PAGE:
Lewis and Clark Through Indian Eyes edited by Alvin M. Josephy Jr.

One of the real messages of the Corps of Discovery journey is the possibility that, as history turns on highly improbable circumstances, the important events of our lives may indeed be already mostly predetermined.

Consequently, while Lewis and Clark believed that history was being made, and certainly American history was being made, the Indians felt that their lives would continue as usual.
— Vine Deloria Jr., Lewis and Clark Through Indian Eyes

Originally aware of this book through Call Your Girlfriend podcast, I was very excited to get my hands on it while back home. Lewis and Clark Through Indian Eyes, edited by Alvin M. Josephy Jr., is a collection of nine essays from writers and academics of Native American ancestry remarking on the way that the Lewis and Clark expedition through the Western United States after the Louisiana Purchase left a mark on their people's history. 

These essays beautifully celebrate the oral history of their ancestry and elders, and the telling of the white man's coming. They underline the importance of bearing witness to events that changed their relatives' lives, events that are otherwise taught quite differently in public schools, limited in perspective and representation. It is a reminder that there are always alternative histories. And this history of Native American Indians is particularly unique, in that their survival is such a miracle.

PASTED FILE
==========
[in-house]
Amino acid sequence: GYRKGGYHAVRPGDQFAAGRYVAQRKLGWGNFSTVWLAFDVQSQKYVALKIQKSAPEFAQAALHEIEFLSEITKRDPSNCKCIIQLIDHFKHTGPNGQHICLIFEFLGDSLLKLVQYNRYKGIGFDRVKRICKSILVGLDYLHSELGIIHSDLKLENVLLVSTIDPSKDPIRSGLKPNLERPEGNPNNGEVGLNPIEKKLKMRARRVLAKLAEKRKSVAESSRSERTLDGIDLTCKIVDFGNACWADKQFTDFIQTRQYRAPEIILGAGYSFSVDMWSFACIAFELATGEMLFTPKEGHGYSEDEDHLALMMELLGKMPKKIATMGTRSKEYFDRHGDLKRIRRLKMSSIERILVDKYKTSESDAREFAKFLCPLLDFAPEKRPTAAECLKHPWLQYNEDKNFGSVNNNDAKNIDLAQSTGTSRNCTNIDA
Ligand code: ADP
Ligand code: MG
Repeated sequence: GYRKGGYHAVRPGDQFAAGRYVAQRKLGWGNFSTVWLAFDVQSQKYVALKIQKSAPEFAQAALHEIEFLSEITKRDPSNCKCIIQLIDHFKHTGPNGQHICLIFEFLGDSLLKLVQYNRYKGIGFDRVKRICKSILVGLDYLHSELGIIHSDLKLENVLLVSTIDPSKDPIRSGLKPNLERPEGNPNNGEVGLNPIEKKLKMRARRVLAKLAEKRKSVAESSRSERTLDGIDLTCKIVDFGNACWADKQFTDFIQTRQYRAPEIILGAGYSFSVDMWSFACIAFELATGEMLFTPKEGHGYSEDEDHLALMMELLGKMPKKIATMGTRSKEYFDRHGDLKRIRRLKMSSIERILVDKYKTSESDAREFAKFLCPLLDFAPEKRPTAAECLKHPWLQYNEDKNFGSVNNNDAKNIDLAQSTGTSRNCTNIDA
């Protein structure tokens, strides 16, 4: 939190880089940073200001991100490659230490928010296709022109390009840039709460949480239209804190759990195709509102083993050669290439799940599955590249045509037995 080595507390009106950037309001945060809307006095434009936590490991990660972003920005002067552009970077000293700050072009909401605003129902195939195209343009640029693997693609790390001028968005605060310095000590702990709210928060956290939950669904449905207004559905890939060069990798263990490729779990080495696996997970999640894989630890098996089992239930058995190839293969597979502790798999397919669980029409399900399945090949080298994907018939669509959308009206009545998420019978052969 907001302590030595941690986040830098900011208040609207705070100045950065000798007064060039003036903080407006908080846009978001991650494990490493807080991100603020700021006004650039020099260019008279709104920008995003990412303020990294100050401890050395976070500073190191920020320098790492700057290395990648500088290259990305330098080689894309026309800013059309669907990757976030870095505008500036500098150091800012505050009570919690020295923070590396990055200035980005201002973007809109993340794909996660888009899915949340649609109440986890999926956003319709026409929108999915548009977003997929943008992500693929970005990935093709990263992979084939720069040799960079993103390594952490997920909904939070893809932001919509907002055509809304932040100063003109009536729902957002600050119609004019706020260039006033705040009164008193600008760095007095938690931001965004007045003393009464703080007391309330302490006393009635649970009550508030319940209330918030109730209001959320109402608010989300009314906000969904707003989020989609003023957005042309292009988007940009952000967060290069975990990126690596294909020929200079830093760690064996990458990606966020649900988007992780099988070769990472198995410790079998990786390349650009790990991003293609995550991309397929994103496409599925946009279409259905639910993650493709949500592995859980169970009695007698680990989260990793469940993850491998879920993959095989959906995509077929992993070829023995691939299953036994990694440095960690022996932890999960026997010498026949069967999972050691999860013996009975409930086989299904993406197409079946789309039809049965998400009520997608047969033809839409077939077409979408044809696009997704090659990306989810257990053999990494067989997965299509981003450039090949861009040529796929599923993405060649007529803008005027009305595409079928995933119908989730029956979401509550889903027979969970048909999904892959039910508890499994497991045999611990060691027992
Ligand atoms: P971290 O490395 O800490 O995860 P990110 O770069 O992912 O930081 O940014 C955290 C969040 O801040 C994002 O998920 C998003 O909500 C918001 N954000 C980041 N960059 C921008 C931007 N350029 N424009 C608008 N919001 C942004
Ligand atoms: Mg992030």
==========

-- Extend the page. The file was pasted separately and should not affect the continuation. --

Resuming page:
The sheer enormity of the societal earthquake is beyond imagination. Just think about those three words: ‘Entire bands died’. ‘Entire bands died’ meant ceremonies died, too, because rituals were often entrusted to a particular group. ‘Entire bands died’ would have meant poverty for the survivors. ‘Entire bands died’ meant that territory that had been protected for genreations was lost in one instant to enemies.
— Mark N. Trahant, Lewis and Clark Through Indian Eyes

In one essay, Bill Yellowtail explores the 'learned helplessness' of his people today, or the 'capitulation to victimhood' that triggered excuses and blame when confronted with present times. Yellowtail encourages his people to take responsibility for their lives and chart a meaningful course back toward individual and community strength. Destinies must be shaped and seized, not expected without action, despite the wrong and the great harm done to them. 

Despite this turn in agency, history was written a certain way, by a handful of people on the Lewis and Clark expedition, crafting derogatory narratives about Native Americans that persist today (except for those tales about Sacagawea, which in themselves were limited or false truths). These essays underline the importance of preserving particular lands, artifacts and monuments, as a final act of preserving the stories of the people themselves. And, this preservation should be illustrated not in museum displays or national parks, but through the return of these things to the people, alive still today.

‘What do you want to talk about? The future, present, or a long time ago?’
— Allen V. Pinkham Sr., Lewis and Clark Through Indian Eyes

Each essay shows how deeply connected the past is to the present and future of these Native American tribes, and shines a light on the irony of our assumptions about this Corps of Discovery journey, which unveiled little more than the true discoverers of this land, who would later be brutally stripped of their rights to it. These stories tell history the way it should be remembered, and as it is remembered by these authors and their peers.